“in the end, there will have to be an agreement and a necessary process of adjustment by all parties. We have, for example, been willing to look at, with certain very big safeguards, electing the Commission President through some method, provided that does not involve being hostage to a particular political faction and provided that the outcome is one that the Council can accept. So it is not something we sought and we remain deeply skeptical about it, but if, as part of the end game, getting an elected President of the Council, which is very much a priority for us, involves doing something with the Commission President with those very important safeguards that I mentioned, then that is something that we might have to adjust to”.[vi]
Moreover, a consensus had emerged on the double-hatted Foreign Affairs Minister as included in the Franco-German proposal and supported in the autumn by a narrow majority in plenary even if the precise division of tasks (in particular in terms of external representation) between the European Council’s President and the proposed European Foreign Minister in charge of the EU’s Common Foreign and Security Policy were unclear under the Franco-German plan and remained so in the Convention on the Future of Europe’s draft treaty.
To sum up, the strategy on which France and Germany relied upon was fourfold:
- Uniting their resources to provide direction in the Convention over the EU’s future institutional set-up.
- Fully exploiting its positional resources such as access to and support by the Convention’s Chairman and its Presidium in order to move its proposal into the dominant position.
- Bringing the UK and Spain on their side.
- Inducing the smalls to make concessions on the permanent Presidency in return for an elected European Commission President and the Minister of the European Foreign Affairs.
In the 1970s, the process of the European integration experienced the first waves of the pessimistic feelings of the citizens during the 1973 and 1979 economic crises due to three focal reasons:
- Most of the European nations felt deprived of political power by the two superpowers – the USA and the USSR.[vii]
- The European Community (the EC) was technologically outclassed by the development of the information technology largely beyond the European shores.
- Economically lagging behind not only the USA but as well as new Asia-Pacific competitors (Asian Tigers of South Korea, Japan, Taiwan, Hong Kong, Singapore, and today by China).[viii]
The economic pessimism became shortly softer in the next decade when the inclusion of Greece (1981) and particularly Spain and Portugal (1986) added breathing space to the EC’s economy but at the same time, the enlargement of these three southern countries also added economically depressed regions, and complicated negotiations in key areas like agriculture, fishing, labor legislation, and voting procedures. In the mid-1980s, it was the feeling that the EC and Europe, in general, could become an economic and technological colony of the American and Japanese companies and, therefore, it led to the next major defensive reaction by Brussels – reaction to globalization.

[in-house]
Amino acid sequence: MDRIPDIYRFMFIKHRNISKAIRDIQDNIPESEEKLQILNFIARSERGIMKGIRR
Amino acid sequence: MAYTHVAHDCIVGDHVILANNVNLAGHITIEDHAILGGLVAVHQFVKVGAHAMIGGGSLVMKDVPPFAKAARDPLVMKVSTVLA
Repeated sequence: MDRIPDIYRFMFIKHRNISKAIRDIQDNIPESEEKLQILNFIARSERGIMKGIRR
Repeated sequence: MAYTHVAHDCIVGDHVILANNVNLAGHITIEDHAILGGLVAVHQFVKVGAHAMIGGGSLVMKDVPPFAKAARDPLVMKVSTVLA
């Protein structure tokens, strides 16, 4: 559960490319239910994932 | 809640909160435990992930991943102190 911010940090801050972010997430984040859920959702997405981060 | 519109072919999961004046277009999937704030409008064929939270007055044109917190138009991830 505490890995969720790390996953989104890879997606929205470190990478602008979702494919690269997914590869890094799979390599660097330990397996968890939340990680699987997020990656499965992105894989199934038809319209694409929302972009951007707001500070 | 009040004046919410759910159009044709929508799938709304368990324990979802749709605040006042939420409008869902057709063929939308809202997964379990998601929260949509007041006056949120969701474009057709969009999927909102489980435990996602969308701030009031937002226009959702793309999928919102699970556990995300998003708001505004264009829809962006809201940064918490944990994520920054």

To be continued
Reposts are welcomed with the reference to ORIENTAL REVIEW.
[ii] D. Allen, “The Convention and the Draft Constitutional Treaty”, F. Cameron (ed.), The Future of Europe, London: Routledge, 2004.
[iii] The Guardian, January 24th, 2003.
[iv] About the general issue of European politics, see more in [Maria Green Cowles, Michael Smith, The State of the European Union, 2000].
[v] F. Cameron (ed.), The Future of Europe, London: Routledge, 2004, 12.
[vi] Peter Hain, Interview in the European Affairs Committee of the House of Commons, March 25th, 2003.
[vii] The term superpower was originally coined by William Fox in 1944 for whom such a state has to possess great power followed by great mobility of power. At that time, he argued that there were only three superpower states in the world: the USA, the USSR, and the UK (the “Big Three”). As such, they fixed the conditions of Nazi Germany’s surrender, took the focal role in the establishing of the UNO and were mostly responsible for the international security immediately after the WWII [Martin Griffiths, Terry O’Callaghan, Steven C. Roach, International Relations: The Key Concepts, Second edition, London−New York, Routledge, Taylor & Francis Group, 2008, 305].
[viii] China, with its enormous economic and man-power potentials followed by its rising military capability, will soon emerge as the most influential Great Power in global politics overtaking a role of a sole hyperpower from the USA. The 21st century is already a century of China but not of the USA as it was the 20th century.